Make it a habit and always accompany for-loops with begin … end, leaving the option to possibly eliminate those at a later stage, prior a complete code freeze (but not right in the middle of development).

loop with elements

With for … in loops the variable that is changed every iteration represents an element out of a collection. This works on strings, arrays, sets, and any other custom collection that implements the required iterators. Looping over an empty collection simply does nothing.

	furniture = (chair, desk, bed, wardrobe);
	arrangement = set of furniture;
	thing: furniture;
	writeLn('all available pieces of furniture:');
	for thing in arrangement do

In contrast to other loops, an index variable is not provided. In the above example ord(thing) will return an index, but it has to be additionally retrieved while it inherently exists yet still inaccessible. Proposals were made, whether and how to extend the syntax allowing to specify an index variable that is adjusted with every iteration.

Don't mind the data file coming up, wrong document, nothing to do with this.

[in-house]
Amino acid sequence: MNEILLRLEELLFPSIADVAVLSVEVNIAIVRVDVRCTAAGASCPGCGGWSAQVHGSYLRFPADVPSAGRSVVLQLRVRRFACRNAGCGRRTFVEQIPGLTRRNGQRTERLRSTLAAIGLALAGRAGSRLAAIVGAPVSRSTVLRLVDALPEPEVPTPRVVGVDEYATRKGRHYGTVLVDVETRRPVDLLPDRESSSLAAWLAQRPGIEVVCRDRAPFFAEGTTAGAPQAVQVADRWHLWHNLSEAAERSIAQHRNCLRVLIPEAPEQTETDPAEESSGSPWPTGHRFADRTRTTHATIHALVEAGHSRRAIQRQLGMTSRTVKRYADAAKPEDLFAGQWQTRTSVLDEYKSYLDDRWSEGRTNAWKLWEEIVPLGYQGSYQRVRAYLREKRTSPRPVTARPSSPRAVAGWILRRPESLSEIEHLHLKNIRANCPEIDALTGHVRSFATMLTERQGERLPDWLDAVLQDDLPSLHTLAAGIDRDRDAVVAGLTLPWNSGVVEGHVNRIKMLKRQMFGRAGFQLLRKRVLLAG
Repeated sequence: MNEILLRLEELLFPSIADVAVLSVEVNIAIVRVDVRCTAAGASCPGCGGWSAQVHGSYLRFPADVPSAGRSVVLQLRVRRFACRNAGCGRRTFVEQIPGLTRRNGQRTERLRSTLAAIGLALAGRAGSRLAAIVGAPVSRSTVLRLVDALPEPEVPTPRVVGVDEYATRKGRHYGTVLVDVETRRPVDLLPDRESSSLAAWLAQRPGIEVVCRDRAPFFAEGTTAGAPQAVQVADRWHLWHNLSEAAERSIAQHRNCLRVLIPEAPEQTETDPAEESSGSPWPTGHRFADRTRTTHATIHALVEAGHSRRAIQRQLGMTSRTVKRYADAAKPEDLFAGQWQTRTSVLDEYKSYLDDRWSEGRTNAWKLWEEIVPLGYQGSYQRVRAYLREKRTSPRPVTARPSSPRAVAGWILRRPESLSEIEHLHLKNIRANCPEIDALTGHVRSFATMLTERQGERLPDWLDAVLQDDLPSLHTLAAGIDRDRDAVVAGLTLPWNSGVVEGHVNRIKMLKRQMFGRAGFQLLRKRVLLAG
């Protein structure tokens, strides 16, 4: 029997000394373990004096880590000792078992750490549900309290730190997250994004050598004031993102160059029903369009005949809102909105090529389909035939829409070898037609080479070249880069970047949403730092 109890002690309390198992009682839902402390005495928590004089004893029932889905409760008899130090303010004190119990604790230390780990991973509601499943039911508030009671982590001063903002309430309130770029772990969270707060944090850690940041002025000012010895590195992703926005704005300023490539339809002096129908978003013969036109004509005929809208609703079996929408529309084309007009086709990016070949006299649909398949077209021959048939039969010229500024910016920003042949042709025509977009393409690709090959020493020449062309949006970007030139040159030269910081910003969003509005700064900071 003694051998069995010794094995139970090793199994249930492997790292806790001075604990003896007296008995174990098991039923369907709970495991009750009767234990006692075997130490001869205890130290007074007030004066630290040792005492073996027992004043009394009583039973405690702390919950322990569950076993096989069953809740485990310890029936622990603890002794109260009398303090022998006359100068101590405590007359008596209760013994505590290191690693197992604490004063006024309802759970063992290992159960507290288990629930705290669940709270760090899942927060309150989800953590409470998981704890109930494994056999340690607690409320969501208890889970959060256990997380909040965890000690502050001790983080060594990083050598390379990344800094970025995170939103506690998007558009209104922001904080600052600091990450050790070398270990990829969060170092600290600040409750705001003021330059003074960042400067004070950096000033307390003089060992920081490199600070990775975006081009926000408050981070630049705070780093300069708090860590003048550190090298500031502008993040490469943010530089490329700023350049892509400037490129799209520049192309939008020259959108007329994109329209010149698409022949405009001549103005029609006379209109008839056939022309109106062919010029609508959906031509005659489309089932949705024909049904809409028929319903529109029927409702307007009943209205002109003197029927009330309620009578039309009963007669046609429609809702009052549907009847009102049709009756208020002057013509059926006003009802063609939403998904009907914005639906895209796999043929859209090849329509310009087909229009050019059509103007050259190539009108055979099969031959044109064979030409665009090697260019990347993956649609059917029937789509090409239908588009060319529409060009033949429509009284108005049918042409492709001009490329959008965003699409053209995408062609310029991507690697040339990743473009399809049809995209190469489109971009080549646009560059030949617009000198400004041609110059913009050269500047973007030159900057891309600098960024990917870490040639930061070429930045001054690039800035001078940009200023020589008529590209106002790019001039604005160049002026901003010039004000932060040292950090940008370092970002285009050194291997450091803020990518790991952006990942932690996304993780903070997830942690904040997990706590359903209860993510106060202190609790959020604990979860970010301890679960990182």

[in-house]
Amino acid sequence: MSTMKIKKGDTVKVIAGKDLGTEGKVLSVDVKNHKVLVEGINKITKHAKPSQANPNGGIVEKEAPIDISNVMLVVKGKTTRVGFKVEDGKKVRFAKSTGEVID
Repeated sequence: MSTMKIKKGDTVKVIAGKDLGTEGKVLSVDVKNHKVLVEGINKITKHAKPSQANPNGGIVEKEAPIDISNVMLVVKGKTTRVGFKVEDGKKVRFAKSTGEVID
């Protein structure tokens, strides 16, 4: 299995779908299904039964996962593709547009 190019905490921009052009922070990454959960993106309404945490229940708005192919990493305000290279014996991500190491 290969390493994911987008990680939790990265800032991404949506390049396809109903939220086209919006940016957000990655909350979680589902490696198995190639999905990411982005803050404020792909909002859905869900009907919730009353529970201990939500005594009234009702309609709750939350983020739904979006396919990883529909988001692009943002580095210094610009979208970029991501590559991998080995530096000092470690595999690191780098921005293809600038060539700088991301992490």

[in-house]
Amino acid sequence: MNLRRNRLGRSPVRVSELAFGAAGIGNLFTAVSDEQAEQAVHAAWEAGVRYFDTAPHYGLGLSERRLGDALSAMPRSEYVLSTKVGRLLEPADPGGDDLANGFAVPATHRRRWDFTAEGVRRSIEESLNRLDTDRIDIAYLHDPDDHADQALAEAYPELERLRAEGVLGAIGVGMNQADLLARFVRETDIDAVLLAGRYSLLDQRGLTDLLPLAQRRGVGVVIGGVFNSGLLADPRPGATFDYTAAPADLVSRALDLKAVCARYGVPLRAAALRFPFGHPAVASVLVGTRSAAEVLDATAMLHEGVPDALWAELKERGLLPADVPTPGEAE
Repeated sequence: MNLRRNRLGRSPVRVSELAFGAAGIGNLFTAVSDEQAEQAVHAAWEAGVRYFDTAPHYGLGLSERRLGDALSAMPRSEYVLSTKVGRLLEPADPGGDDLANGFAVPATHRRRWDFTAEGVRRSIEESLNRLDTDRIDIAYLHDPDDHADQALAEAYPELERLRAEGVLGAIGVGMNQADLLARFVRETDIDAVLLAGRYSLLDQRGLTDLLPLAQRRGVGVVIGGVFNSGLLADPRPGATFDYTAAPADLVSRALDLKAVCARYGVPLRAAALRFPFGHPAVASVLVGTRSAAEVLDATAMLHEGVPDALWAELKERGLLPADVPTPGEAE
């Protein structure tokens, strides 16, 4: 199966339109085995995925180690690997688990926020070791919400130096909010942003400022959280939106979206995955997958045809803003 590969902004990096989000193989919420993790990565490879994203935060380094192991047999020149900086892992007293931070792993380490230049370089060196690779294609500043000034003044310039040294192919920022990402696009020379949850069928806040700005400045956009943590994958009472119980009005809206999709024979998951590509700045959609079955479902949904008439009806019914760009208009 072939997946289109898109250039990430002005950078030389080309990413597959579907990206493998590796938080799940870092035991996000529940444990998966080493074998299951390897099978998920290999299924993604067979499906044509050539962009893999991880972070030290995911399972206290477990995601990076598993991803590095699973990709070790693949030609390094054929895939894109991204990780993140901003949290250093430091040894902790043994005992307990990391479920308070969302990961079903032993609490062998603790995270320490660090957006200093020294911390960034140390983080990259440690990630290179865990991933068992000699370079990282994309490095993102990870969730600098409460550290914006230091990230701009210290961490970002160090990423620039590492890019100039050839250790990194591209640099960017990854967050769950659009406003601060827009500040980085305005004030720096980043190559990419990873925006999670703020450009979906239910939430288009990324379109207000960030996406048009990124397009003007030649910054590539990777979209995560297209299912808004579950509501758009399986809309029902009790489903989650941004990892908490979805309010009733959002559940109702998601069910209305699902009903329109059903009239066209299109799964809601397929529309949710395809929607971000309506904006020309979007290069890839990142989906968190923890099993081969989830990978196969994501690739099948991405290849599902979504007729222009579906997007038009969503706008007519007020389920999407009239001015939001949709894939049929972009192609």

special commands

Inside loops (including for-loops) two special commands tamper with the regular loop-program-flow. system.continue skips the rest of the statements in one iteration. Effectively in a for-loop the next element/index is immediately assigned to the control variable, the regular check is performed, and processing of all the statements might start from the top again. Additionally system.break instantly skips the whole loop altogether. This is different to system.exit, which exits the whole frame, but loops do not create frames (but blocks do).

Their usage however is usually discredited, since they “disqualify” the loop’s iteration condition. One has to know a loop’s body contains such commands, in order to actually determine how often a loop is executed. Without such, you can tell how many times a loop is run just by inspecting the loop’s head or tail respectively.

see also

Keywords: begindoelseendforifrepeatthenuntilwhile